John Oliver Enlists ‘Sesame Street’ Characters to Sing About Lead Poisoning; Sadly, They Also Did it 20 Years Ago


It’s saying something when a problem gets so bad that a series of giant puppets on a very long-running kids’ show have to make the same point about it twice in the course of 20 years. Yesterday on Last Week Tonight with John Oliver, the late night host did a nearly 20-minute segment on America’s lead poisoning problem, and enlisted Sesame Street characters to help him get his message across. (They seem to impact American children — so perhaps we American adults likewise need things spelled out for us by large furry things with googly eyes and cookie addictions.)

Oliver begins the segment by going over the goings-on in Michigan that led to the water crisis in Flint – where corrosive water from the Flint River led lead in old pipes to seep into drinking water. This eventually sparked fury throughout the country over the conditions in the city and the governmental failure that allowed for them — but not before anywhere from 6,000 to 12,000 children were exposed. “We all care about lead in Flint now, which is great” says Oliver, before noting that there are reportedly 2000 other lead-contaminated water systems across the country.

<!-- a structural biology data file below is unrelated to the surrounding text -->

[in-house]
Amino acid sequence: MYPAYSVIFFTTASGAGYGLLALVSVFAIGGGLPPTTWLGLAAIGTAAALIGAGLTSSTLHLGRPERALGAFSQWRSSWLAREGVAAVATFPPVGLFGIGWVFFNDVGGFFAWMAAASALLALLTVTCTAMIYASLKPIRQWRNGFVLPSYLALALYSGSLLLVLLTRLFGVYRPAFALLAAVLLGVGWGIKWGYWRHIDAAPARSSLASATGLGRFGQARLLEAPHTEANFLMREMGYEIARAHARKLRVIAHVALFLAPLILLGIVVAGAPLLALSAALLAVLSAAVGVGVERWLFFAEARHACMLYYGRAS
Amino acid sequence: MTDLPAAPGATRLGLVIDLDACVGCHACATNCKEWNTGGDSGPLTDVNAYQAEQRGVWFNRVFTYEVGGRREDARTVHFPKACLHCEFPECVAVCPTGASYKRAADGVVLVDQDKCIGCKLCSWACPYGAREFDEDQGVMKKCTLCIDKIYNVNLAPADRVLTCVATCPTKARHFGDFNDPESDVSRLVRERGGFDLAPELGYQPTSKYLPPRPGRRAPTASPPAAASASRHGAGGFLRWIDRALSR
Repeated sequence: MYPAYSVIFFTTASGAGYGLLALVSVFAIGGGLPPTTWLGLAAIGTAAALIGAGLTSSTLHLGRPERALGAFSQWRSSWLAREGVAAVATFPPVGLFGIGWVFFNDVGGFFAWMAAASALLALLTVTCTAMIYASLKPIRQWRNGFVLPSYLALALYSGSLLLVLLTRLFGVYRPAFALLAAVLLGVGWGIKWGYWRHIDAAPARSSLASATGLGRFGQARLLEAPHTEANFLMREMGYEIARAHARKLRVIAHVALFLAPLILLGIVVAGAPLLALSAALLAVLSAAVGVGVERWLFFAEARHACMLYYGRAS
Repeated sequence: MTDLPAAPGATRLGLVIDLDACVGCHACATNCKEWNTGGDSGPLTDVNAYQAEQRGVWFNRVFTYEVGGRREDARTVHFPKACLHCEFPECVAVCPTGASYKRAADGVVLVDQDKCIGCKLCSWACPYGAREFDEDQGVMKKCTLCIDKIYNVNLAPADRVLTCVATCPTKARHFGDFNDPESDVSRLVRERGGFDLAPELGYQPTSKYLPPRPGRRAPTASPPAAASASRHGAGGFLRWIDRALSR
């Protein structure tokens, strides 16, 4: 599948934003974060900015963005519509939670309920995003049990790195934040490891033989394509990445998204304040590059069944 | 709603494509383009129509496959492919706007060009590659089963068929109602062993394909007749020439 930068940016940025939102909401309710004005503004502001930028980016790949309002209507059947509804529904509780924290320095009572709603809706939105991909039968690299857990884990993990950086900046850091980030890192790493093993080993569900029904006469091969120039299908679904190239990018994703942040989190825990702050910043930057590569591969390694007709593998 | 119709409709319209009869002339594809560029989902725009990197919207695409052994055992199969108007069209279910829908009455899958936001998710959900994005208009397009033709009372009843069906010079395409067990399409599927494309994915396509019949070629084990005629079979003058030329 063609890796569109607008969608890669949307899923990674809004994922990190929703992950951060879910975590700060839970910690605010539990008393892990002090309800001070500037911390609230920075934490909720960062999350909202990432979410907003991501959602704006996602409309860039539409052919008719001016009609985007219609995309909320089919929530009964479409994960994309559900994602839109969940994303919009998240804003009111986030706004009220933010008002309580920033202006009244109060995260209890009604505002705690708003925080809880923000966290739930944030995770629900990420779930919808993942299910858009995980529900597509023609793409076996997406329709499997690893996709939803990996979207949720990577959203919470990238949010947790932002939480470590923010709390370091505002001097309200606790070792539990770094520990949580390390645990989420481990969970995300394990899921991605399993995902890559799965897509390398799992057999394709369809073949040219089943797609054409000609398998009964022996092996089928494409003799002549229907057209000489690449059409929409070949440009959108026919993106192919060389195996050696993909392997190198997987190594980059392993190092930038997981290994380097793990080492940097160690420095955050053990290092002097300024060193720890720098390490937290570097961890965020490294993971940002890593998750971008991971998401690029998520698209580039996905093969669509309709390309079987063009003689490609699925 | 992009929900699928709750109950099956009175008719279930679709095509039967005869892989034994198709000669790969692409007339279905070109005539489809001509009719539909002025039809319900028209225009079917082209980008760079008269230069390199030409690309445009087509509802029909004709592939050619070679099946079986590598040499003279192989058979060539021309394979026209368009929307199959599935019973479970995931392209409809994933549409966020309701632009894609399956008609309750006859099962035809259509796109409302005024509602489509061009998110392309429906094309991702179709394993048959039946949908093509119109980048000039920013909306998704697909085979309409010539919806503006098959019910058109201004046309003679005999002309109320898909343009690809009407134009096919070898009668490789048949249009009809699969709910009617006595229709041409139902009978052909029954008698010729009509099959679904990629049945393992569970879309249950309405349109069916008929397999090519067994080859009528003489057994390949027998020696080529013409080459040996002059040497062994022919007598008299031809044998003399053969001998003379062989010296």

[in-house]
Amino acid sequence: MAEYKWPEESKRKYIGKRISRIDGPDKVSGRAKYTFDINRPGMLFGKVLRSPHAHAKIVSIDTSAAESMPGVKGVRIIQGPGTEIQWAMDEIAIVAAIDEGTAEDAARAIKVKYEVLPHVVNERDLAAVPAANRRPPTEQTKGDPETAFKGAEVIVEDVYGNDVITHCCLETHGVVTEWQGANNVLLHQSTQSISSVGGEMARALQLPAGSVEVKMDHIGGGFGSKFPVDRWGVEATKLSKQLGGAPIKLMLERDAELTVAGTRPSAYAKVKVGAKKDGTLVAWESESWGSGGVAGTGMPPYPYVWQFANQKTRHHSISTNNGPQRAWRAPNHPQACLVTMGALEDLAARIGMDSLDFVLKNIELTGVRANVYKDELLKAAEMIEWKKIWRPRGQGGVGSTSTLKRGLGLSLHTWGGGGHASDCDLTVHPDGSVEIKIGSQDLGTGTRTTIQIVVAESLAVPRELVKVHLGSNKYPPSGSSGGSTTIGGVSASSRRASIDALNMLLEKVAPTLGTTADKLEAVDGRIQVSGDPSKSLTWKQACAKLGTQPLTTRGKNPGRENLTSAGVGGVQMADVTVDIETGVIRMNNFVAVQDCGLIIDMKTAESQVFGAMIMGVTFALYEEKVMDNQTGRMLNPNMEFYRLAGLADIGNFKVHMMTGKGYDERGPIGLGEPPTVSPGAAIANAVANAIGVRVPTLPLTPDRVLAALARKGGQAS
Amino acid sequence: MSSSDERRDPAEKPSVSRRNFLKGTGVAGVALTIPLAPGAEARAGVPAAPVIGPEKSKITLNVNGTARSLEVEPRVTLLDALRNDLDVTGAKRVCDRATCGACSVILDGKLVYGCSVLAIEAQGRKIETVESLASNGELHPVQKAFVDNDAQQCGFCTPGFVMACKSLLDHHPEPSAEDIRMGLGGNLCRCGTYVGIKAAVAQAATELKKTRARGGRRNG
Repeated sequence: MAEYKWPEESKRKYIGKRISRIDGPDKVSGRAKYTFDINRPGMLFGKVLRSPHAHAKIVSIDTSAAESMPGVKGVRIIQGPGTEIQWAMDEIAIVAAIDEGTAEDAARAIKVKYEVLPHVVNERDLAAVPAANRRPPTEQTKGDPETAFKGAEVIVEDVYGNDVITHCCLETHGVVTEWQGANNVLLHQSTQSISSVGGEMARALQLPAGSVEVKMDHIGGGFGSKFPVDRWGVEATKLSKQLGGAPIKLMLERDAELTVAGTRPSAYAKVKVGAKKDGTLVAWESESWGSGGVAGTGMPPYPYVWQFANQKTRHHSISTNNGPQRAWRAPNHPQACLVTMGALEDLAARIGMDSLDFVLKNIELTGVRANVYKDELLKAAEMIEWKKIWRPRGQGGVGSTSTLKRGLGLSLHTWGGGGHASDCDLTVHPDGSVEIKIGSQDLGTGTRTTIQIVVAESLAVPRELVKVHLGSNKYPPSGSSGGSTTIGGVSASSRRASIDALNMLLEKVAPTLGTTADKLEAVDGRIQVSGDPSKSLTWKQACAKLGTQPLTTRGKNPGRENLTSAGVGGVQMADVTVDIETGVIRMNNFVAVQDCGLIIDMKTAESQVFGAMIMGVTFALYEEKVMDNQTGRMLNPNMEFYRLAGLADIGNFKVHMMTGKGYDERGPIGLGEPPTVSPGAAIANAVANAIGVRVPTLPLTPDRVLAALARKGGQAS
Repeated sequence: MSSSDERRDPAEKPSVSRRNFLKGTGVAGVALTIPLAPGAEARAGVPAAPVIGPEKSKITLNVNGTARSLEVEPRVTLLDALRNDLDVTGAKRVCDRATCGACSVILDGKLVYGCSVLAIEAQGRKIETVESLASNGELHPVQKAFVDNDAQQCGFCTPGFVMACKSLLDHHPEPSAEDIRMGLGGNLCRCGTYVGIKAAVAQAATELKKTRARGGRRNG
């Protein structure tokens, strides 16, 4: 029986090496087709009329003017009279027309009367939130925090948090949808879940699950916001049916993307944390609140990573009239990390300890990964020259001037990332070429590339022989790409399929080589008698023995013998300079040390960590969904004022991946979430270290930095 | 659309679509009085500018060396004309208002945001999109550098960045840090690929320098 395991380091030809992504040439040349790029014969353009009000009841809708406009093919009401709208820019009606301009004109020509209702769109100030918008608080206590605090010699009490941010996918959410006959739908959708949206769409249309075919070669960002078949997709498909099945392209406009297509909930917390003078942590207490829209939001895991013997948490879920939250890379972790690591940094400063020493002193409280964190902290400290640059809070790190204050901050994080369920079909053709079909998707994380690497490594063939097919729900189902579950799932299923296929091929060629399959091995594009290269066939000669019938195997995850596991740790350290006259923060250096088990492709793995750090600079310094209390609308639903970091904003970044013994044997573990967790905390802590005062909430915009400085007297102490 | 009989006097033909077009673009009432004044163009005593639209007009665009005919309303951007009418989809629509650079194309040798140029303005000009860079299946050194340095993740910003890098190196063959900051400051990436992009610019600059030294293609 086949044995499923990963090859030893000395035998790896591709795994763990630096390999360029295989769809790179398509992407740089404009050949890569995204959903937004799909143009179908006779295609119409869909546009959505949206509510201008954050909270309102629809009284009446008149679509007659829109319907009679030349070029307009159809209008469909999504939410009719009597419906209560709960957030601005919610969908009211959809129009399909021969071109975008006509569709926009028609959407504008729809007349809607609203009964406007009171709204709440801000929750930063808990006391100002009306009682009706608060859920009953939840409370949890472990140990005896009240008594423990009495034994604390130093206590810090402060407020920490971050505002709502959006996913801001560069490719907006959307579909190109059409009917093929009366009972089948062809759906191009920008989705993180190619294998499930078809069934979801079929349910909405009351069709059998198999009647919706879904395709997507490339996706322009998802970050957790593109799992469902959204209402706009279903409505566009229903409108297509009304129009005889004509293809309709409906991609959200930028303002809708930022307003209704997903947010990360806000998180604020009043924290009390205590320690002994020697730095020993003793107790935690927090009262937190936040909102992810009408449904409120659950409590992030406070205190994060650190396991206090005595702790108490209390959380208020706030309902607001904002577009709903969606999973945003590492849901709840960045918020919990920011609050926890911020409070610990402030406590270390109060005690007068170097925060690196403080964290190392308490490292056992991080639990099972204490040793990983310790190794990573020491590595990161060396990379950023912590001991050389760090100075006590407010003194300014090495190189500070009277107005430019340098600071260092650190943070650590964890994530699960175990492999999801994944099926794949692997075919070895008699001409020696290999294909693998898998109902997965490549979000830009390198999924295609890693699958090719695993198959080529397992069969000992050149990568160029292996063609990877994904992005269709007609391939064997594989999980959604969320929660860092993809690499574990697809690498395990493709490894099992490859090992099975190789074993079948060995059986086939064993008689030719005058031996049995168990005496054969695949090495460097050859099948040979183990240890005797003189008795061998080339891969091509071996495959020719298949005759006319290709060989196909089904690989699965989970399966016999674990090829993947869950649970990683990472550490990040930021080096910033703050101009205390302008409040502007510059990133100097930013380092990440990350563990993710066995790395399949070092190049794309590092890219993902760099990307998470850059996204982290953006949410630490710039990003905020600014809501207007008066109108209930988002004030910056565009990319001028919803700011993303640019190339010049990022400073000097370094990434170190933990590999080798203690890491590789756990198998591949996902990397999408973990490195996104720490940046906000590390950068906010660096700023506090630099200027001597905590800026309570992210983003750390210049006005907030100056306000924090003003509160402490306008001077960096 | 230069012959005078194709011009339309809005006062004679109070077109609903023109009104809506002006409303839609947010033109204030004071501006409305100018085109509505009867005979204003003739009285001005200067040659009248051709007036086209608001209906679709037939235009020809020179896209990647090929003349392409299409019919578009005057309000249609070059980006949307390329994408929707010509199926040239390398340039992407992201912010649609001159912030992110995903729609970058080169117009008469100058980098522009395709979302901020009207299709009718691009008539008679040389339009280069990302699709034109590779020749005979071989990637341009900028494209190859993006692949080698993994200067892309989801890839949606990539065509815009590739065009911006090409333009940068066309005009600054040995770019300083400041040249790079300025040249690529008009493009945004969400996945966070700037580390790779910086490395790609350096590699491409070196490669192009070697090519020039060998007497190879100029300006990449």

But Oliver states that the biggest danger is actually in the continued problem of homes that were coated in lead paint in the past — and there’s an estimate of up to 2,144,000 homes with hazardous dust from the paint. He emphasizes that lead is so “dangerous you shouldn’t even let a little bit of it inside you — much like heroin or Jeremy Piven.”

Oliver explains that Sesame Street once produced a video (so long ago that it topically spoofed The Police) to help kids understand how to avoid getting lead poisoning while living in hazardous homes: “Wash your hands before you eat/Stay away from peeling paint,” the Sesame Street characters chanted.

After going very deeply into America’s history of lead usage (while other countries were already shying away from it), Oliver then brings us back to the present, where legislation for lead abatement has seemingly plateaued within Congress. He juxtaposes this fact with the concern Congress expressed over the crisis in Flint. “That’s what makes it so frustrating — that last year, all of those men [Rep. Mark Meadows, Rep. Tim Walberg, Rep. Jason Chaffetz, all of whom were featured mourning what happened in Flint] voted for a bill that would have reduced the already low funding for lead abatement programs by $35,000,0000, amounting to a 32% cut.” The cuts didn’t go through, he says, but the budgets remained the same.

“I thought poisoned children was something we were all justifiably outraged by; this problem was obvious enough 20 years ago for Sesame Street to feel the need to address it, Oliver says. And that’s exactly what he has them do, again: